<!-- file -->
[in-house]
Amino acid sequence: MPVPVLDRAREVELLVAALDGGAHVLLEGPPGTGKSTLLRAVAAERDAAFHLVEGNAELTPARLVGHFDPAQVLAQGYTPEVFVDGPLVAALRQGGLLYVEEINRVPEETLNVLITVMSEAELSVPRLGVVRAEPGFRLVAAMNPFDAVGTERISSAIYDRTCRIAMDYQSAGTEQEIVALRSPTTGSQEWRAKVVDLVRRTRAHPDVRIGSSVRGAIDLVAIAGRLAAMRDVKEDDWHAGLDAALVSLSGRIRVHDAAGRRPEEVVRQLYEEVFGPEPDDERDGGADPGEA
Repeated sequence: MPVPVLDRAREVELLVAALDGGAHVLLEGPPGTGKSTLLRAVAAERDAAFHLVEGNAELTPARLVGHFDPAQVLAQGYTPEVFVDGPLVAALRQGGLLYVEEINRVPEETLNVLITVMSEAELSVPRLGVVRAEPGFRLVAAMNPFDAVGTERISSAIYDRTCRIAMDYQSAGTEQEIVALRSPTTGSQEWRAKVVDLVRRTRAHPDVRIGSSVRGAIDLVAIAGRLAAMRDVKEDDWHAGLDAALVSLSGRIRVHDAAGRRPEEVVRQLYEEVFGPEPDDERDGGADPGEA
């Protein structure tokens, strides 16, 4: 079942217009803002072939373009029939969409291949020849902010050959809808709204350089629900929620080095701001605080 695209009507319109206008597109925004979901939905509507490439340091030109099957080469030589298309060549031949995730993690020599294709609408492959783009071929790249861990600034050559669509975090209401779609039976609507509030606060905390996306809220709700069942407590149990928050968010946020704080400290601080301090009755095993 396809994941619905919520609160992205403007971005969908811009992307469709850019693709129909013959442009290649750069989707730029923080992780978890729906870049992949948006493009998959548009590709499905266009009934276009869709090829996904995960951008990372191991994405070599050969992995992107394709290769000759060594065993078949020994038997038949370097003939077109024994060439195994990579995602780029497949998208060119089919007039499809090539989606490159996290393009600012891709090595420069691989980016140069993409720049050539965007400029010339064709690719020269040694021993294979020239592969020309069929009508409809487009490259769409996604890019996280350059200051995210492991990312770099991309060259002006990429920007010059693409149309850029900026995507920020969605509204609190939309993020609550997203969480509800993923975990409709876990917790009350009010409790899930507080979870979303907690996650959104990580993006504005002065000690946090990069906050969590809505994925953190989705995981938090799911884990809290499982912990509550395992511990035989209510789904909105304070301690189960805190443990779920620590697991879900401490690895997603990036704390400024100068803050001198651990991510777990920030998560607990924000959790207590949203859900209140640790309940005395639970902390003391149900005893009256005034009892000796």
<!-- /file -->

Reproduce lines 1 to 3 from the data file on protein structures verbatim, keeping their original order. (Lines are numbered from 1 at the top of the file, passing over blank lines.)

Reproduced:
[in-house]
Amino acid sequence: MPVPVLDRAREVELLVAALDGGAHVLLEGPPGTGKSTLLRAVAAERDAAFHLVEGNAELTPARLVGHFDPAQVLAQGYTPEVFVDGPLVAALRQGGLLYVEEINRVPEETLNVLITVMSEAELSVPRLGVVRAEPGFRLVAAMNPFDAVGTERISSAIYDRTCRIAMDYQSAGTEQEIVALRSPTTGSQEWRAKVVDLVRRTRAHPDVRIGSSVRGAIDLVAIAGRLAAMRDVKEDDWHAGLDAALVSLSGRIRVHDAAGRRPEEVVRQLYEEVFGPEPDDERDGGADPGEA
Repeated sequence: MPVPVLDRAREVELLVAALDGGAHVLLEGPPGTGKSTLLRAVAAERDAAFHLVEGNAELTPARLVGHFDPAQVLAQGYTPEVFVDGPLVAALRQGGLLYVEEINRVPEETLNVLITVMSEAELSVPRLGVVRAEPGFRLVAAMNPFDAVGTERISSAIYDRTCRIAMDYQSAGTEQEIVALRSPTTGSQEWRAKVVDLVRRTRAHPDVRIGSSVRGAIDLVAIAGRLAAMRDVKEDDWHAGLDAALVSLSGRIRVHDAAGRRPEEVVRQLYEEVFGPEPDDERDGGADPGEA